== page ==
MF Richter Kabinett Rieslings from 2006

Mosel, and Richter is known for its Rieslings that perform above their formal classification. Labels err on the traditional side.

A visit to Mulheim in 2007 had us revel with a range of their current release wines, and merry purchases of some very fairly priced older vintages. A winery tour including viewing their museum stocks was a highlight. Back in Melbourne, top-up purchases were mandatory. 2006 in the Mosel was a high botrytis year (along with its usual associated other rots). These Kabinetts were cellared longer than ideal, but still worth assessing. An expected highlight 2006 MF Richter Riesling Kabinett from the Wehlener Sonnenuhr vineyard was also opened, but was sadly somewhat oxidised (flytox, phenolic and flat). Corks on all bottles were acceptable for age. Basically these wines are ready to drink!

2006 richter kabinetts

2006 MF Richter Graacher Himmelreich Riesling Kabinett #5 9%
69 g/l residual sugar. Deep gold, this is somewhat more restrained than its sibling. It shows the ripe apple and trademark spices, with a dash of redcurrant. It shows greater earthy savoury elements on the palate. Texture comes to the rescue here, but it doesn’t quite have the vibrancy, complexity or drinking appeal of the next wine.

Drink now, 89 points

2006 MF Richter Brauneberger Juffer Riesling Kabinett #35 9.5%
83 g/l residual sugar, deep gold with some orange/bronze tints. Floral spices, ripe red apple, passionfruit, apricot and some more exotic tropical fruits. The palate exhibits yellow peach stonefruit, and is lush with mixed spices, minerals and clean acidity. It’s an excellent “heavy-weight” Kabinett, mouthfilling although texturally delicate, and has desirable, delicious drinkability.

Drink up, it’s in the zone, 92 points

A pair of 2006 Rieslings from Max. Ferd Richter

The Richter winery is based in Mulheim, in the Mosel, and when I visited – and tasted- had an extensive range of back-vintages available for purchase. Richter produce richer wines than typical Mosel producers, and are very well known for their Helenkloster Eiswein, which – unusually- is produced in most years.

The wines below made an educational pair- the technical/analytic numbers are reasonably similar; the wines (from a year with plenty of botrytis) are very different. Corks were respectable for their age.

2006 richter pair

2006 Wehlener Sonnenuhr Riesling Spatlese 8%
91 g/l residual sugar
Light gold colour, and highly aromatic- camphor, wax, tropical fruits especially mango, and a little petroleum. Palate is varietal, clean, lively and delicious.

Drink to 2025, 90 points

2006 Brauneberger Juffer-Sonnenuhr Riesling Spatlese 9.5%
106 g/l residual sugar.
A slightly deeper gold colour than its sibling; and a bit shyer aromatically, but displaying  honey, and minerals., The palate is weightier, fleshier, creamier and richer, with brown spice, mineral, ripe apple and blackcurrant. This wine is drinking beautifully.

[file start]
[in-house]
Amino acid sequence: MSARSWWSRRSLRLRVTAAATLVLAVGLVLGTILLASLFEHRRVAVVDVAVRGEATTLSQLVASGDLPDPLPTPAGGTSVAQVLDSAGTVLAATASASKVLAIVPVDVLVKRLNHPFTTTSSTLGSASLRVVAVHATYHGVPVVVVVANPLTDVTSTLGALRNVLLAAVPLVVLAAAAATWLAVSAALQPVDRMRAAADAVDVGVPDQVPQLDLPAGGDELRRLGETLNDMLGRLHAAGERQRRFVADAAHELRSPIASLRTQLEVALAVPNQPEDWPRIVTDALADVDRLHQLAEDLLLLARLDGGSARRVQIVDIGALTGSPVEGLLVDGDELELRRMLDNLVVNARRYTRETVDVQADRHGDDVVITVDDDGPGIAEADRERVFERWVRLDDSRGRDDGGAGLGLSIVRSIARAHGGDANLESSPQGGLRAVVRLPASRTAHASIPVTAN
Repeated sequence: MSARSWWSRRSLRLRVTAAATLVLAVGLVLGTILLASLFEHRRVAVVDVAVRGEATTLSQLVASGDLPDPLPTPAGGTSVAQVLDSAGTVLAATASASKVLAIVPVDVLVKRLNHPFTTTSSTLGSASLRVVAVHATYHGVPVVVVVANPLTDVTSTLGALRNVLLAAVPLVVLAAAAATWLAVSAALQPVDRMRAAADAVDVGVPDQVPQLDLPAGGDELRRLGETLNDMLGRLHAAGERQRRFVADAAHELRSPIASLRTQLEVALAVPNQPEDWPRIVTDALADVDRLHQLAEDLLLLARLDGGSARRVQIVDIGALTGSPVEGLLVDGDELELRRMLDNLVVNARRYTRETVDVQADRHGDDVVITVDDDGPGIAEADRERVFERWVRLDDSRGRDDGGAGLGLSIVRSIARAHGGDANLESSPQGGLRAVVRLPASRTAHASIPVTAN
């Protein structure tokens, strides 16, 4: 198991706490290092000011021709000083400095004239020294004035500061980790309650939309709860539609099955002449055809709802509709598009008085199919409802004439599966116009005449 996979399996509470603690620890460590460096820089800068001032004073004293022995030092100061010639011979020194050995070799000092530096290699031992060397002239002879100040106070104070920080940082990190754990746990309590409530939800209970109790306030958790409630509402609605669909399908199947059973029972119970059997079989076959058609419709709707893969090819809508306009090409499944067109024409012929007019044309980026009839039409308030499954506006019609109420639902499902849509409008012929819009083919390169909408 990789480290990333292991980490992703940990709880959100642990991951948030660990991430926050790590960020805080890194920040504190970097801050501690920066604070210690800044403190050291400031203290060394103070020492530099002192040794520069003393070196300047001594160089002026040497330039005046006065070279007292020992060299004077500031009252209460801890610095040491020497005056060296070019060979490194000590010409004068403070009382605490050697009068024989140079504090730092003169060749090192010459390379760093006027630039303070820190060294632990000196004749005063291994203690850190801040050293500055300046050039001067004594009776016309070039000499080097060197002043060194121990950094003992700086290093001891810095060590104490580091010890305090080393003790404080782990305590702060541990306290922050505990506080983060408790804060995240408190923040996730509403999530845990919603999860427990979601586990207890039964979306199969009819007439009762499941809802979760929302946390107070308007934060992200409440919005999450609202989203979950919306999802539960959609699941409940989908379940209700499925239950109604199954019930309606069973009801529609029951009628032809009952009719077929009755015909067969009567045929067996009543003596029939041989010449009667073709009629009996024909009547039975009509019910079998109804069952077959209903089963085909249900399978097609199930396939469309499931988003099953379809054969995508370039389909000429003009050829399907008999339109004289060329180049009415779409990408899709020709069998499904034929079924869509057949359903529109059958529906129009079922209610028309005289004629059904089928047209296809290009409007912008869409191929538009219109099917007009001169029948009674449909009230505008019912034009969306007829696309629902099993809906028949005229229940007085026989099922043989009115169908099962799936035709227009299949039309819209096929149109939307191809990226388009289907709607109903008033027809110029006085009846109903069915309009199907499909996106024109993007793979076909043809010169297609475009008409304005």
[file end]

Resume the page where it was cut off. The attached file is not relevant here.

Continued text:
Drink to 2030, 92 points.

2001 MF Richter Mulheimer Helenkloster Riesling Eiswein 9.5%

Eiswein is a rare beast; grapes are left out to freeze (picked when at least 8 degrees Celsius below freezing), running the dangers of assorted undesirable rots, birds,  and greatly reduced yields.  Picking (in Germany) usually takes place in December, and sometimes into the next year. Eiswein is  troublesome to make, and expensive to purchase, with the residual sugars generally between BA and TBA levels.

Richter (from the Mosel) is blessed with a site (Helenkloster) that usually produces an Eiswein -(sometimes more than one- that may be differentiated on the label by an ** and of course the AP number). And several Richter wines are imported into Australia, although I am more familiar with their rich Kabinetts and Spatlese Rieslings.

I visited the Richter estate in 2007 and was treated to a range of wines, a lightning tour of the winery and its museum, and left with a purchased armload including several back-vintage wines.

2001 richter eiswein

Information kindly – and promptly- provided by Dr Dirk Richter about the wine “grapes were picked on 24 December at minus 13C; 255 g/l residual sugar, 12.1 g/l acidity” and a meagre 200 litres were made. These are very serious numbers! An eiswein ** was also made with equally sobering statistics.

The wine is a light copper colour with a khaki rim; there are exotic aromas of raisin, dried fruits, even coconut. The palate is still lively, with assertive apricot, orange citrus, and with some breathing, more lime characters. Brisk, clean, dense, and delightfully decadent.

While this style can live for decades, with its inherent acidity, on the evidence of this half-bottle, I favour the conservative side of the drinking window.

Drink to 2025, and 94 points.

 

 

 

 

2005 MF Richter Brauneberger Juffer Sonnenuhr Riesling Spatlese 8.5%

From a terrific year in the Mosel, this wine provides extremely attractive drinking, and shows the magic that time can generate. We visited the cellar door (via appointment) in 2007, and were struck by the quality, then the astonishing range of back vintages available. A quick tour of the winery and the small library of museum stock left us breathless.

2005-richter-bjs-spatlese

Golden in colour, this wine possesses varied attractive and complex attributes -there is certainly the TDN (petroleum) character, and a mélange of green (nettle), yellow (peach and further tropicals), plus red (blackcurrant) fruits. The palate also displays these, as well as a dense minerally stony texture. I continue to be surprised at how much flavor can exist in such a light frame. And a key bonus attribute is the wine’s vitality and freshness, with crunchy acidity neatly offsetting the 106 g/l of residual sugar (my speculation was 90 g/l). All -around deliciousness saw the bottle contents diminish rapidly.

This wine is in its prime, expected to thrive till 2026, and 92 points.